[Some critics have however pointed out that the arguments of the Vrttikara rejected by Sri Sankara are not exactly the same as the ones quoted by Sri Ramanuja. And, they wonder whether the Acharyas could be referring to different Vrttikaras..!.?

It is also said that, over a long period, since many scholars went by the name of Baudhayana or Bodhayana, the Vrttikara Bodhayana quoted by Sri Ramanuja could be quite different from the Bodhayana to whom Sri Sankara is presumed to have referred. ]

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2.1. Since Bodhayana is often addressed as Vrttikara, the commentator (sometimes without mentioning his name), it is evident that his authority was accepted by the later generations of Vedanta Schools. Generally, the views of Bodhayana are believed to go along with that of Brahma sutra.. Based on that, it is said that Bodhayana was surely closer to Sri Ramanuja than to Sri Sankara.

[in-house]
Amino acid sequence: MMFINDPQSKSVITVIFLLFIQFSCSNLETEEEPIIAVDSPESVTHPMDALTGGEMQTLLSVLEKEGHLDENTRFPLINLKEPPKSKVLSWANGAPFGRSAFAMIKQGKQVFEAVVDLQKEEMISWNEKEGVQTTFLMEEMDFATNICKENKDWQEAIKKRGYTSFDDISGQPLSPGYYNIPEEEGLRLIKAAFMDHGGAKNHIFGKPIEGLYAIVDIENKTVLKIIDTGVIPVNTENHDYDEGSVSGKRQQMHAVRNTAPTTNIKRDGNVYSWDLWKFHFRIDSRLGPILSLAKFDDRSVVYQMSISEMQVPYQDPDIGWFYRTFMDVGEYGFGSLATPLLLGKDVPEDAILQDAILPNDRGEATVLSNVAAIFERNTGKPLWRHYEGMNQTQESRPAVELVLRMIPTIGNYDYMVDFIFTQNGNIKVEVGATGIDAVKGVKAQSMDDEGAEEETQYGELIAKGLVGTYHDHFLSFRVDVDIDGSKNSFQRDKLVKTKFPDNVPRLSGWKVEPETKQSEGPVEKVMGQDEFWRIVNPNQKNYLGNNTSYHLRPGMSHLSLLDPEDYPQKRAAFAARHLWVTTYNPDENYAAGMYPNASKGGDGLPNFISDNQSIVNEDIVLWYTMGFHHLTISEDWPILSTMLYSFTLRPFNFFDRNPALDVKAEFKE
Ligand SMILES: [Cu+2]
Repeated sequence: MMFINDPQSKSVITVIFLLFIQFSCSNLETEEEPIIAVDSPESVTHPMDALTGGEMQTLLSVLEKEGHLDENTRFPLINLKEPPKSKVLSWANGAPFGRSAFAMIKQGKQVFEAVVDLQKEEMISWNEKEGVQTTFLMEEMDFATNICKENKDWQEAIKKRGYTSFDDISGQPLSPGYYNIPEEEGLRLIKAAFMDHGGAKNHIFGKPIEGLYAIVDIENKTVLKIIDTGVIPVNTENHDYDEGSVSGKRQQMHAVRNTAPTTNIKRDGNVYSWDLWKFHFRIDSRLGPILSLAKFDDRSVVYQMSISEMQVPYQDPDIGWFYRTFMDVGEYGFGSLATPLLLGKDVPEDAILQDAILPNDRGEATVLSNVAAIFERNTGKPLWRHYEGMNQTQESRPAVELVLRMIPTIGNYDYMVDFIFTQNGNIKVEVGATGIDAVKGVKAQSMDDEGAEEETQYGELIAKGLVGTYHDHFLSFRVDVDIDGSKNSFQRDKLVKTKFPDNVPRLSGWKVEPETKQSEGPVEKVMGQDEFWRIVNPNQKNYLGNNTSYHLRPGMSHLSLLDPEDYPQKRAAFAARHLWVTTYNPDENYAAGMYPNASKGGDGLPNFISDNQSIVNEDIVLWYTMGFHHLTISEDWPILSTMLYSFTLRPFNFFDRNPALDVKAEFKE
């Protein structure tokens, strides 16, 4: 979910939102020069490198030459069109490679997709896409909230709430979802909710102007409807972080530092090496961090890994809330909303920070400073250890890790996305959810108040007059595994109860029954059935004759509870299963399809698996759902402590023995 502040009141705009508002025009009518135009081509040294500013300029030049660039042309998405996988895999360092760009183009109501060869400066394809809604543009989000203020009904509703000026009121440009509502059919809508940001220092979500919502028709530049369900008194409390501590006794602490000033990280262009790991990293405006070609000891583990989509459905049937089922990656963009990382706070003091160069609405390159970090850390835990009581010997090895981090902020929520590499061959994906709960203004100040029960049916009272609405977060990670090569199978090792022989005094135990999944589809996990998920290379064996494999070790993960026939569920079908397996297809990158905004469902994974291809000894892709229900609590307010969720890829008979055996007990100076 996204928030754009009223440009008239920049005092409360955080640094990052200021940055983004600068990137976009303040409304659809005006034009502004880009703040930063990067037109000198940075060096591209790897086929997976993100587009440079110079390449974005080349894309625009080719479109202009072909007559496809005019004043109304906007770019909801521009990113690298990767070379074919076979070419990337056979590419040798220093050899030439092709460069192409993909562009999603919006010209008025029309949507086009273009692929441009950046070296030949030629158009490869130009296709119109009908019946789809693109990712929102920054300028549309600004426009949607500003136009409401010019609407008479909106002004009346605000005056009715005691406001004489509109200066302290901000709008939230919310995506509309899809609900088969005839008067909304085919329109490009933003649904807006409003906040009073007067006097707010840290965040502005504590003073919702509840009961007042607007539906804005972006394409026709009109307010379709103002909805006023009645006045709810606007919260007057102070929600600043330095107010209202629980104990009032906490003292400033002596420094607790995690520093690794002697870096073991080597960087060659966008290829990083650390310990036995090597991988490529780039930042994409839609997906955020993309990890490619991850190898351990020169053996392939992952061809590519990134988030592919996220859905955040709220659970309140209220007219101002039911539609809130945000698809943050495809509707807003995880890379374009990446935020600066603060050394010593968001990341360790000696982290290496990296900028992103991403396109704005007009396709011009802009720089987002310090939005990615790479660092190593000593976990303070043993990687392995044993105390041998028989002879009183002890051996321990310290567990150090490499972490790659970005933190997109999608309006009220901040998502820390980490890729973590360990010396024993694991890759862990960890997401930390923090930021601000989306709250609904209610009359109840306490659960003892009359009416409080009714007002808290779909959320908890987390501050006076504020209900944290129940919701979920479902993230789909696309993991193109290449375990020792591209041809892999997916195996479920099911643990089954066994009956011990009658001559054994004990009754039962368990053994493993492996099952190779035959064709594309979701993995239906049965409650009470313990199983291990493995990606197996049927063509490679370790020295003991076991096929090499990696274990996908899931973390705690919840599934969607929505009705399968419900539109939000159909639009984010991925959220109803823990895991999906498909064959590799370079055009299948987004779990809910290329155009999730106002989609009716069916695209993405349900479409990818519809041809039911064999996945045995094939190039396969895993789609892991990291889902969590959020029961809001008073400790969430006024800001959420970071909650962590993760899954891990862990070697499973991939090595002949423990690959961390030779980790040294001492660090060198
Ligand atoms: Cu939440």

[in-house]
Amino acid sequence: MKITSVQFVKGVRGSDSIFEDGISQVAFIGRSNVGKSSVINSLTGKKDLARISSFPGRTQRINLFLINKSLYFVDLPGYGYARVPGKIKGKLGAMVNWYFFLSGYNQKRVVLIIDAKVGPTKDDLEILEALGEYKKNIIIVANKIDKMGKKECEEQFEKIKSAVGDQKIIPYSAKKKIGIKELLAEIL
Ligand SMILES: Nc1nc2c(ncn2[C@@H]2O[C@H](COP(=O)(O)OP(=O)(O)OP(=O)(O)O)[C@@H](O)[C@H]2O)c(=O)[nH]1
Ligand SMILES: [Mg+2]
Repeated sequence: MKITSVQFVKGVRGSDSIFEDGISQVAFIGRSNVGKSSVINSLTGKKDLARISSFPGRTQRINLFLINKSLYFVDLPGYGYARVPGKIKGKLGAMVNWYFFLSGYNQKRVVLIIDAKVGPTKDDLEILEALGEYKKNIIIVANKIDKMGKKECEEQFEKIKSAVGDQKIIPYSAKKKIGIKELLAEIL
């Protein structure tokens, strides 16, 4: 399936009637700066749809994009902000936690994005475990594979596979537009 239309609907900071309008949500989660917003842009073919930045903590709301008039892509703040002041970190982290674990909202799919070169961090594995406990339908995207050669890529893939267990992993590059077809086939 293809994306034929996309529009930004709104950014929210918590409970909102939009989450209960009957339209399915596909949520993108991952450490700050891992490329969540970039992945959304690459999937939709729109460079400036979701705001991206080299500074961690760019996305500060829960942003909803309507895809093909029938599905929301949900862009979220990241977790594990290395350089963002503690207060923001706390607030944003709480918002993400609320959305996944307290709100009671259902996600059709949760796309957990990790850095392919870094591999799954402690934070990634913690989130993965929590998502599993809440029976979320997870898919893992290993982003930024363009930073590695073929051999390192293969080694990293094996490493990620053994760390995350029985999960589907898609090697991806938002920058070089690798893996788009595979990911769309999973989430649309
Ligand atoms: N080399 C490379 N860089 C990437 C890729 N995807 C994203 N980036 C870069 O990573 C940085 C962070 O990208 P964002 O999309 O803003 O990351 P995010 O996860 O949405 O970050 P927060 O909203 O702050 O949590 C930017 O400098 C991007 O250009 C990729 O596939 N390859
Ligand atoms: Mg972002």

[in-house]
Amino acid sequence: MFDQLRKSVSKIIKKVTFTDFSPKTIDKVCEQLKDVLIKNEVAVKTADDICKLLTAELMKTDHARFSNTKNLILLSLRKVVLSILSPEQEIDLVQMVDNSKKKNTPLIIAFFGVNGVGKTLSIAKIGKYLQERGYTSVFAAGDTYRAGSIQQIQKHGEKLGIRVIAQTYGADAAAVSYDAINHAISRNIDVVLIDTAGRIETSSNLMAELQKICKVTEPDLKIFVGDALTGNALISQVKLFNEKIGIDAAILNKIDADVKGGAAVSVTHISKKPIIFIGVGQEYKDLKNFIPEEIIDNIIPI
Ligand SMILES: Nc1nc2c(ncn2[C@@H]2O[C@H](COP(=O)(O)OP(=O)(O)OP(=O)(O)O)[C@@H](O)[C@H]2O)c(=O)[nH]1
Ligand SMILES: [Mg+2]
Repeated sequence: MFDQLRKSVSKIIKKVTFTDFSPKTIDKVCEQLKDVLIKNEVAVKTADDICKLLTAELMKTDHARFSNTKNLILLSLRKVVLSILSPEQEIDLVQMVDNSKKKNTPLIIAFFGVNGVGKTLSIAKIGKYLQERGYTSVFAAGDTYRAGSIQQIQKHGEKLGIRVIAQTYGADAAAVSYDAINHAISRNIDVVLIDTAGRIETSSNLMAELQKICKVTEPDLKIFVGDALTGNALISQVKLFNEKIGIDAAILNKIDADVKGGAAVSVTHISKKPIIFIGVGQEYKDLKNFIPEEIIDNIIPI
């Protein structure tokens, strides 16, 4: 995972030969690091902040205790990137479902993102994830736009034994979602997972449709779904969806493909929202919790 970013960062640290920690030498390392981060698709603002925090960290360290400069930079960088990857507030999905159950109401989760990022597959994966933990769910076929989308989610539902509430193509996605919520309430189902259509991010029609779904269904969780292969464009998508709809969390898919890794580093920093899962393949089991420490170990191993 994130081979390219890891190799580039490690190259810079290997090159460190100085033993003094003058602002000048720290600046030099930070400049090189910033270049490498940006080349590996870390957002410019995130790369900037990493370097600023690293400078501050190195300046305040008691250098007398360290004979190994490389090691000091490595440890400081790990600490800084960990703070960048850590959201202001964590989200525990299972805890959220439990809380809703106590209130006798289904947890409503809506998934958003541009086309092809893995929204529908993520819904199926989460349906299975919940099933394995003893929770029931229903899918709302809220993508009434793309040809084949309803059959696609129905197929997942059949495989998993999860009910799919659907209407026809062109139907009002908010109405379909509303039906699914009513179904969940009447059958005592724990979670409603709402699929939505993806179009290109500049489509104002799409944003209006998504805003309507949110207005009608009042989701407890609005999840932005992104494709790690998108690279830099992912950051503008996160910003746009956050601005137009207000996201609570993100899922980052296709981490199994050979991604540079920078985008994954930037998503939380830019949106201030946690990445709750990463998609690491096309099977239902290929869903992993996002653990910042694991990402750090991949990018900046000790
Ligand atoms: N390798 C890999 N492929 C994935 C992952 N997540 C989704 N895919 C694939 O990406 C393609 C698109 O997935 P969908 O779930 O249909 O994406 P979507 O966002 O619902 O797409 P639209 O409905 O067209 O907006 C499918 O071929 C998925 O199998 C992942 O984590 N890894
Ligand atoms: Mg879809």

Following  Sri Ramanuja, all his descendents in his line (Parampara) and all the followers of his School regard Bodhayana as an authority, next only to Badarayana the author of Brahma Sutra.  Accordingly, the Sri Vaishnava tradition reveres the commentary of Bodhayana as almost the Scripture.

2.2. Bodhayana, no doubt, was a faithful commentator (Vrttikara) of the Sutras. He tried to stay close to the words of the Brahma Sutra; and, did not seem to come up with original or fresh theories of his own. His comments are cogent and stay close to the point. Bodhayana appears to have been essentially a theist; and, his views, generally, were closer to those of Sri Ramanuja and Sri Bhaskara.